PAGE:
It was a 67-year old quest that began in earnest when Jonathan went on the Internet on the anniversary of Kristallnacht 2011 to search for Capt. Mike Levy, the American captain who was Commandant of the Displaced Persons Camp in Mauthaussen. The captain made Walter his special project—providing him with clothing, preventing him from eating too much when food finally arrived, and by putting him on a train to his hometown to search for his brother—just one step ahead of the Communists. When Walter and Jonathan talked about their search at Congregation Ahavat Achim, Bergen County resident Randy Herschaft, a longtime Associated Press investigative researcher, heard about their quest and offered to help with data searches.
It was an emotional, bittersweet Teaneck Holocaust commemoration this year. Perhaps it was because long-time residents Arlene Duker, who lost her daughter to Arab terrorists many years ago, and Rabbi Johnny Krug, a son of survivors and dean of student life and welfare at Frisch High School, read the family names of those who were lost in the Shoah. Among them were Backenroth, Flanzbaum, Malca, Jacobowitz, Adler, Bacall, Goldberg, Greenwald, Morris, Kraar, Taffet, Lewkowitz, Weissler, Rosenberg, Hampel, Stern, and many other familiar names — all neighbors, all second generation, all families with decades-deep roots in Teaneck, tied together by the tragedies of the Shoah and the triumph of survival.
Teaneckers have played an important role in shaping Holocaust education since 1979, so it was appropriate for Deborah Lipstadt, the keynote speaker, to talk about the Adolf Eichmann trial and the politics surrounding it. Earlier in the evening, she told The Jewish Standard that the trial 50 years ago gave the world a universal view of the Shoah, because for the first time, survivors gave testimony.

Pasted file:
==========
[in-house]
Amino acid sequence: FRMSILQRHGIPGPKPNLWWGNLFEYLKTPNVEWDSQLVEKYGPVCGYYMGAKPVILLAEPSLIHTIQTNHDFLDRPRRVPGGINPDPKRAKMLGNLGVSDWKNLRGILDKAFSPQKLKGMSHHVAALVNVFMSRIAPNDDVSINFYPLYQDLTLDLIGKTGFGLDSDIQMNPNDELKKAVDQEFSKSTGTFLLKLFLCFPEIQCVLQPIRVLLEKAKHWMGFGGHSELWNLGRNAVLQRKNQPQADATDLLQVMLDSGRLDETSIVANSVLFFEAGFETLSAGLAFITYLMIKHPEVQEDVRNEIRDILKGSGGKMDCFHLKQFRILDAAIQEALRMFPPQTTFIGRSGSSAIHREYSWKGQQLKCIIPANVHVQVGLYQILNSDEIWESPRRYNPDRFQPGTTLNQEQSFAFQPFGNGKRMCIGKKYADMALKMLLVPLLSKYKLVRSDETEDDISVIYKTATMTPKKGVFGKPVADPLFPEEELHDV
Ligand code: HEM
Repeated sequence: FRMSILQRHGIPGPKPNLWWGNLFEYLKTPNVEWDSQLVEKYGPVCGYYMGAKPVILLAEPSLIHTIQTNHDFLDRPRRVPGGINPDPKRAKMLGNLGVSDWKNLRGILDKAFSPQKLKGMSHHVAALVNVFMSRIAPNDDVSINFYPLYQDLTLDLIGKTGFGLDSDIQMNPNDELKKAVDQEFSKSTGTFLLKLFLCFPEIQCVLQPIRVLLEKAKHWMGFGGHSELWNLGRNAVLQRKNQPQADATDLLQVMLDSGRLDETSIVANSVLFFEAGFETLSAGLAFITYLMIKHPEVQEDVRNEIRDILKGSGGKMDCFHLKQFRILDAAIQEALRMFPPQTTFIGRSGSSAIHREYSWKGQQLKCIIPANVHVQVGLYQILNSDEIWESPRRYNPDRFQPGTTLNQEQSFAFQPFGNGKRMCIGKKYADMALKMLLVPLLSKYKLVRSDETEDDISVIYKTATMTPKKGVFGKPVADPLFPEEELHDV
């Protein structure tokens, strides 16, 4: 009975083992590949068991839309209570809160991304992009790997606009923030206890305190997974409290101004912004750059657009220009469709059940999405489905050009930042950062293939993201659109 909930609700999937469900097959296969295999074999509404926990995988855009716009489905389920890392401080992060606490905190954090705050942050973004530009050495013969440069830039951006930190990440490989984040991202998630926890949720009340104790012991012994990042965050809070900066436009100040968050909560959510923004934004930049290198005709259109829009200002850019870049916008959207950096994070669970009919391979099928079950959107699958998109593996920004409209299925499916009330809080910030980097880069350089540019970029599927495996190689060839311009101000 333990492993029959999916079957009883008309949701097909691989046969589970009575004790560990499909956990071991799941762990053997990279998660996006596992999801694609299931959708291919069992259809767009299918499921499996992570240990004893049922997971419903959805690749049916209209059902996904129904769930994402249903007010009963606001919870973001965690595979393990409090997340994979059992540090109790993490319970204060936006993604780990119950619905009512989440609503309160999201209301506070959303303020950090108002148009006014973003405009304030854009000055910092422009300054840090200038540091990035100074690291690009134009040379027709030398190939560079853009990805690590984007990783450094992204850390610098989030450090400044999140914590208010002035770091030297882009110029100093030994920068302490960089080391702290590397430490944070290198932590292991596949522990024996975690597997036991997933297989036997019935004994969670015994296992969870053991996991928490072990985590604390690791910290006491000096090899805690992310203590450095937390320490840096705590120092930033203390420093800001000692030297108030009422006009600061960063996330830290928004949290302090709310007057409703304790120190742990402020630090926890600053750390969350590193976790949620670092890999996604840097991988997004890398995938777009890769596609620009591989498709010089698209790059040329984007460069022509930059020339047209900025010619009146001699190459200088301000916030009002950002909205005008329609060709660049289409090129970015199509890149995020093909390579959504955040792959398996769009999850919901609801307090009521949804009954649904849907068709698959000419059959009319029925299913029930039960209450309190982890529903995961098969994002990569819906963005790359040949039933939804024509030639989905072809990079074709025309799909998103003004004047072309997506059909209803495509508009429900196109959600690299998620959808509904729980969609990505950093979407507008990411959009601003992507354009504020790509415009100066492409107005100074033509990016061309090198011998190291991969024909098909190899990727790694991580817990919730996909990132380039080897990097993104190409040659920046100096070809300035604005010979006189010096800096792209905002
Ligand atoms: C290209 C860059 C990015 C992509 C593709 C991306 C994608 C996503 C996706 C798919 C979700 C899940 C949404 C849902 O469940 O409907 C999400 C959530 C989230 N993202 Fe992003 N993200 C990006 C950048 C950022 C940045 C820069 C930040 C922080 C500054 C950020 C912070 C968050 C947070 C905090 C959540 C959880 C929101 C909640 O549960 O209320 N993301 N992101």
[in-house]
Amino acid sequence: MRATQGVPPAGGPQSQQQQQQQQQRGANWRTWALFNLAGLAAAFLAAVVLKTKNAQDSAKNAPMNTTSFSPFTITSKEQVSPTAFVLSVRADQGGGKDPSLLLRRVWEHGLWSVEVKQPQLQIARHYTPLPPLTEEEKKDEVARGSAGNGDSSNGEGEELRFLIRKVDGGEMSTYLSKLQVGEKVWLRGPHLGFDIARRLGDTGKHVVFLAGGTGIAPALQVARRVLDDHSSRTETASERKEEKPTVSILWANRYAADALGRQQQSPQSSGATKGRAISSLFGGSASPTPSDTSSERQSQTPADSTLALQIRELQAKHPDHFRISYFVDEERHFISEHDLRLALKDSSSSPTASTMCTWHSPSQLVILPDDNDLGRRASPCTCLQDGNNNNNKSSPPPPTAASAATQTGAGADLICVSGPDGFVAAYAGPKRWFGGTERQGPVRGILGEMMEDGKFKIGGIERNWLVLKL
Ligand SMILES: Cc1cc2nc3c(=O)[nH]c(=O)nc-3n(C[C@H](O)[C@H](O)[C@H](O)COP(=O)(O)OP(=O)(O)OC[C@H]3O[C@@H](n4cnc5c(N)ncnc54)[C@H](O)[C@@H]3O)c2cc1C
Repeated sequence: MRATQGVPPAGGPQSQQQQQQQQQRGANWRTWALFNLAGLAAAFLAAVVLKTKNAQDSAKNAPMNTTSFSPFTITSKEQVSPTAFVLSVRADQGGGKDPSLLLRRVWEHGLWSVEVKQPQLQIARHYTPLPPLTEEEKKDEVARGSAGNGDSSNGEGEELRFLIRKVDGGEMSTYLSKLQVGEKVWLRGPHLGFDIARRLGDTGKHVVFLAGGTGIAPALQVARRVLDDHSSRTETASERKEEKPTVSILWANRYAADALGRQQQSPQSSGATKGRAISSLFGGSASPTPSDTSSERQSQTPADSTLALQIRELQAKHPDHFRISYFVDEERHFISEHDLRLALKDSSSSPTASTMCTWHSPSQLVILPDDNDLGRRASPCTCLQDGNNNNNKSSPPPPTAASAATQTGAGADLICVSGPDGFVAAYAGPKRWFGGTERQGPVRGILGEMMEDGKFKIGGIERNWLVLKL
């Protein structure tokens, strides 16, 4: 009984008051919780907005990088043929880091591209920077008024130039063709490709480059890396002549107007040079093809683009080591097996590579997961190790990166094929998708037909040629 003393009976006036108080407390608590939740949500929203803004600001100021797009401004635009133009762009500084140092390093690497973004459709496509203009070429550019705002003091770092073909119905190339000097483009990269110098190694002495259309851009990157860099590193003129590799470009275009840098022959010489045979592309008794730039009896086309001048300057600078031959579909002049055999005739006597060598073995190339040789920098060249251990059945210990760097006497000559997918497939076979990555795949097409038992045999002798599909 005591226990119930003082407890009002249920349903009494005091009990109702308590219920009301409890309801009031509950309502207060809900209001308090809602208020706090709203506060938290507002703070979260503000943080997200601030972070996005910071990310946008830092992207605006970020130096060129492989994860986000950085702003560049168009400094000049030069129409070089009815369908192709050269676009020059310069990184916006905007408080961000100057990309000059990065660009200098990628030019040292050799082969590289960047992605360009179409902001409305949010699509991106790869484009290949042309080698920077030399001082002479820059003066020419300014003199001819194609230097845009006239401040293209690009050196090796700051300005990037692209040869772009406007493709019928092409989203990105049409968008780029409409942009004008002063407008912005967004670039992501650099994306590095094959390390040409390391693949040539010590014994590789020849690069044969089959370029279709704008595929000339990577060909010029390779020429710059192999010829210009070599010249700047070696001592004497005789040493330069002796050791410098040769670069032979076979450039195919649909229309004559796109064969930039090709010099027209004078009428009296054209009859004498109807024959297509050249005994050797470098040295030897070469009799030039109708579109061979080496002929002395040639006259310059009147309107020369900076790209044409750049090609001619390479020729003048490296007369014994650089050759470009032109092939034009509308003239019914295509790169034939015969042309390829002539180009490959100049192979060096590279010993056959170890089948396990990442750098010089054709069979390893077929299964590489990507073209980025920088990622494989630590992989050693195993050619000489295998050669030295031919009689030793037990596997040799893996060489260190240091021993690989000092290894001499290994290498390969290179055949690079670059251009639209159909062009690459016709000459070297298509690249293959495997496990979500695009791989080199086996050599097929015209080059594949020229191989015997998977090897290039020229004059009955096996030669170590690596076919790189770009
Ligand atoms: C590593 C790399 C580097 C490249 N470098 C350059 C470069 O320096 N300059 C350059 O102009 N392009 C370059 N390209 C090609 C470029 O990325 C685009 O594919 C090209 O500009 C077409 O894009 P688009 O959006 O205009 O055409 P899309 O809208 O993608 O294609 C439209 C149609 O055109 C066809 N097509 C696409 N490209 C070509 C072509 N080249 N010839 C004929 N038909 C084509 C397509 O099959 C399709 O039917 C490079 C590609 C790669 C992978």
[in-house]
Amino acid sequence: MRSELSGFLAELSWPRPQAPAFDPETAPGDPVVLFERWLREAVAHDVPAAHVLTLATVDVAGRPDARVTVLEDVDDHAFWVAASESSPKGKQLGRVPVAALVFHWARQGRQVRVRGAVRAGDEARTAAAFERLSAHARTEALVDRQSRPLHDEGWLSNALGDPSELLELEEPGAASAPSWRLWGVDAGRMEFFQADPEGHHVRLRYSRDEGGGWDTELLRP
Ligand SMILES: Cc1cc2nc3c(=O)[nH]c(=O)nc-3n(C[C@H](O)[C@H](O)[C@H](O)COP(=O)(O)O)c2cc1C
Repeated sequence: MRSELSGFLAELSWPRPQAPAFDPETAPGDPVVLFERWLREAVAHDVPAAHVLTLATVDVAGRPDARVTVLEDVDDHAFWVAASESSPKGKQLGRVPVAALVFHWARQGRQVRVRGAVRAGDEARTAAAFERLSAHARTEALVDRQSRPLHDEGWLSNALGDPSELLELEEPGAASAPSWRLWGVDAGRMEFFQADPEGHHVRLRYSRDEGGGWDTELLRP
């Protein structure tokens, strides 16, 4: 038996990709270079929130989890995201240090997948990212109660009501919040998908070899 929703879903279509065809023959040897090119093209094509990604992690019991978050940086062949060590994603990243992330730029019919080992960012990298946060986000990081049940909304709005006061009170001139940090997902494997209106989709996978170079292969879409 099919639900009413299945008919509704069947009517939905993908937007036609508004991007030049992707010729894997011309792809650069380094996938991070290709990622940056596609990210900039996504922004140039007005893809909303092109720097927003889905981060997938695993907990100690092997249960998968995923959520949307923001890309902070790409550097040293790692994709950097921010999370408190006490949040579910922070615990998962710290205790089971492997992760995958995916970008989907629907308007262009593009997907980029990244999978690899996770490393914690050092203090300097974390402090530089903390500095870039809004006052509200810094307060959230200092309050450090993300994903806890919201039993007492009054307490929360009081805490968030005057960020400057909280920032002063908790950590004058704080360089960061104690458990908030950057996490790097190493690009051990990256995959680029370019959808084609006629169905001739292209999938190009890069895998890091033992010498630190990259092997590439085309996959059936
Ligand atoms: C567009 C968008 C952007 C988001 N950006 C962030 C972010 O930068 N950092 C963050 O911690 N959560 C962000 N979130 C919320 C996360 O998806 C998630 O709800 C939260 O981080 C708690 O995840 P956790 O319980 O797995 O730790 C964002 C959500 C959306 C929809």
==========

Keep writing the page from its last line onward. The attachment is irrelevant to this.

It was the early 1970s. I was a volunteer at the Center for Holocaust Studies in Brooklyn — really just an office at that Yeshiva of Flatbush that Yaffa Eliach, my teacher, had commandeered from the principal (her husband, David). It served almost as a drop-in center for the hundreds of Shoah survivors who lived in the immediate neighborhood, and was one of the building blocks of the Museum of Jewish Heritage in downtown Manhattan.
I do not quite remember how it happened. There was a free-standing glass case in the office, and one day I looked down at my right hand and realized I was holding a grayish cake of soap, about the size of one of those complimentary hotel bars left on the bathroom sink for guests. The soap in my hand made the hairs stand up on the back of my neck and, like in every bad horror movie, I could feel the chills up and down my spine. This cake of soap had three letters on it. To me they looked like RJF, although I have heard others say the middle letter is an I. Either way, it basically meant Pure Jew Fat. I looked at Ray Kaner and Stella Wieselthier and said, “Am I holding my aunt? My uncle? My brother?”